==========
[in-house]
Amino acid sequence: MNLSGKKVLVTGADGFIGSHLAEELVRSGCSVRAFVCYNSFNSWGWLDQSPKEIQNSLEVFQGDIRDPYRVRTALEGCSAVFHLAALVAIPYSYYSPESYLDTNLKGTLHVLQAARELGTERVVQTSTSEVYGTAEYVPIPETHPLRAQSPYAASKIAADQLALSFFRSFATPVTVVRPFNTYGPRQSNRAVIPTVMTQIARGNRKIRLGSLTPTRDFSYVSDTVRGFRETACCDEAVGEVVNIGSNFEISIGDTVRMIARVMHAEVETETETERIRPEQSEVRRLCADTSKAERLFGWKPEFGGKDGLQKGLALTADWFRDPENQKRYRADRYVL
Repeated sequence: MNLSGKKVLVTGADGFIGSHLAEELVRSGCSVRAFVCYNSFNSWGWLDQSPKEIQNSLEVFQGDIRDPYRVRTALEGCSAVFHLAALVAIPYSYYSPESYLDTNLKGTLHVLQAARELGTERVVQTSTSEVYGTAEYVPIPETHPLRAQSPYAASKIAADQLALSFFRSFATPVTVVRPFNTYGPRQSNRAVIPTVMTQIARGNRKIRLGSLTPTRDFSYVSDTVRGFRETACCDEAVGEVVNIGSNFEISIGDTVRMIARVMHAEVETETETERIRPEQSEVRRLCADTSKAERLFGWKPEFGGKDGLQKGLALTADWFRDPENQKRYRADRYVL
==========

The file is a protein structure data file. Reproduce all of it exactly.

[in-house]
Amino acid sequence: MNLSGKKVLVTGADGFIGSHLAEELVRSGCSVRAFVCYNSFNSWGWLDQSPKEIQNSLEVFQGDIRDPYRVRTALEGCSAVFHLAALVAIPYSYYSPESYLDTNLKGTLHVLQAARELGTERVVQTSTSEVYGTAEYVPIPETHPLRAQSPYAASKIAADQLALSFFRSFATPVTVVRPFNTYGPRQSNRAVIPTVMTQIARGNRKIRLGSLTPTRDFSYVSDTVRGFRETACCDEAVGEVVNIGSNFEISIGDTVRMIARVMHAEVETETETERIRPEQSEVRRLCADTSKAERLFGWKPEFGGKDGLQKGLALTADWFRDPENQKRYRADRYVL
Repeated sequence: MNLSGKKVLVTGADGFIGSHLAEELVRSGCSVRAFVCYNSFNSWGWLDQSPKEIQNSLEVFQGDIRDPYRVRTALEGCSAVFHLAALVAIPYSYYSPESYLDTNLKGTLHVLQAARELGTERVVQTSTSEVYGTAEYVPIPETHPLRAQSPYAASKIAADQLALSFFRSFATPVTVVRPFNTYGPRQSNRAVIPTVMTQIARGNRKIRLGSLTPTRDFSYVSDTVRGFRETACCDEAVGEVVNIGSNFEISIGDTVRMIARVMHAEVETETETERIRPEQSEVRRLCADTSKAERLFGWKPEFGGKDGLQKGLALTADWFRDPENQKRYRADRYVL